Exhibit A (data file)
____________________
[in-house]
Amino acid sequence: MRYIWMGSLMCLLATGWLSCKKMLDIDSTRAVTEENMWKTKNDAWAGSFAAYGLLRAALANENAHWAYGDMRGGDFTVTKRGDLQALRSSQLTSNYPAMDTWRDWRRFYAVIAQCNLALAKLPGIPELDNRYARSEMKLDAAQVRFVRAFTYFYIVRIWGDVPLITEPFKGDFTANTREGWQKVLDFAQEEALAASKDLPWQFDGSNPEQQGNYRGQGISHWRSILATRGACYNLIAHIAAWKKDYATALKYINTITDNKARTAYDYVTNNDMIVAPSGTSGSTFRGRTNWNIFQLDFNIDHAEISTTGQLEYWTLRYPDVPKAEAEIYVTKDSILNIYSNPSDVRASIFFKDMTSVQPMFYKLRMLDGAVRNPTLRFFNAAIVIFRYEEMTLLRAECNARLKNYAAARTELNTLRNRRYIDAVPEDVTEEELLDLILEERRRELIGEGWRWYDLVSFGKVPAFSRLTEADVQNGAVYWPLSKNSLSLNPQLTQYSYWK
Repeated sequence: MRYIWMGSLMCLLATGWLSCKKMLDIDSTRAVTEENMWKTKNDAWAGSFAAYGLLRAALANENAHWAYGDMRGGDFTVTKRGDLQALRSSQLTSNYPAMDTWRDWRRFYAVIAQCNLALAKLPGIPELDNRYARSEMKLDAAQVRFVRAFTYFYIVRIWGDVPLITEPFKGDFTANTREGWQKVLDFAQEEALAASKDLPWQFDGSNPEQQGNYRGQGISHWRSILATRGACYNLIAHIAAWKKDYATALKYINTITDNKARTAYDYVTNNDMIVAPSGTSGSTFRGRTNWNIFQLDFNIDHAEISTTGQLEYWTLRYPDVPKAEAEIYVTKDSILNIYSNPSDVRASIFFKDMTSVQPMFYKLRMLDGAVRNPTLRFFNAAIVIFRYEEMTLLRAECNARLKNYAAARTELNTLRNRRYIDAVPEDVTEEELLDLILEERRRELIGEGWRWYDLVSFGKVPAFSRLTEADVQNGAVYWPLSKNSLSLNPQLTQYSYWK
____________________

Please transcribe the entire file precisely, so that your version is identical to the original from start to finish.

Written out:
[in-house]
Amino acid sequence: MRYIWMGSLMCLLATGWLSCKKMLDIDSTRAVTEENMWKTKNDAWAGSFAAYGLLRAALANENAHWAYGDMRGGDFTVTKRGDLQALRSSQLTSNYPAMDTWRDWRRFYAVIAQCNLALAKLPGIPELDNRYARSEMKLDAAQVRFVRAFTYFYIVRIWGDVPLITEPFKGDFTANTREGWQKVLDFAQEEALAASKDLPWQFDGSNPEQQGNYRGQGISHWRSILATRGACYNLIAHIAAWKKDYATALKYINTITDNKARTAYDYVTNNDMIVAPSGTSGSTFRGRTNWNIFQLDFNIDHAEISTTGQLEYWTLRYPDVPKAEAEIYVTKDSILNIYSNPSDVRASIFFKDMTSVQPMFYKLRMLDGAVRNPTLRFFNAAIVIFRYEEMTLLRAECNARLKNYAAARTELNTLRNRRYIDAVPEDVTEEELLDLILEERRRELIGEGWRWYDLVSFGKVPAFSRLTEADVQNGAVYWPLSKNSLSLNPQLTQYSYWK
Repeated sequence: MRYIWMGSLMCLLATGWLSCKKMLDIDSTRAVTEENMWKTKNDAWAGSFAAYGLLRAALANENAHWAYGDMRGGDFTVTKRGDLQALRSSQLTSNYPAMDTWRDWRRFYAVIAQCNLALAKLPGIPELDNRYARSEMKLDAAQVRFVRAFTYFYIVRIWGDVPLITEPFKGDFTANTREGWQKVLDFAQEEALAASKDLPWQFDGSNPEQQGNYRGQGISHWRSILATRGACYNLIAHIAAWKKDYATALKYINTITDNKARTAYDYVTNNDMIVAPSGTSGSTFRGRTNWNIFQLDFNIDHAEISTTGQLEYWTLRYPDVPKAEAEIYVTKDSILNIYSNPSDVRASIFFKDMTSVQPMFYKLRMLDGAVRNPTLRFFNAAIVIFRYEEMTLLRAECNARLKNYAAARTELNTLRNRRYIDAVPEDVTEEELLDLILEERRRELIGEGWRWYDLVSFGKVPAFSRLTEADVQNGAVYWPLSKNSLSLNPQLTQYSYWK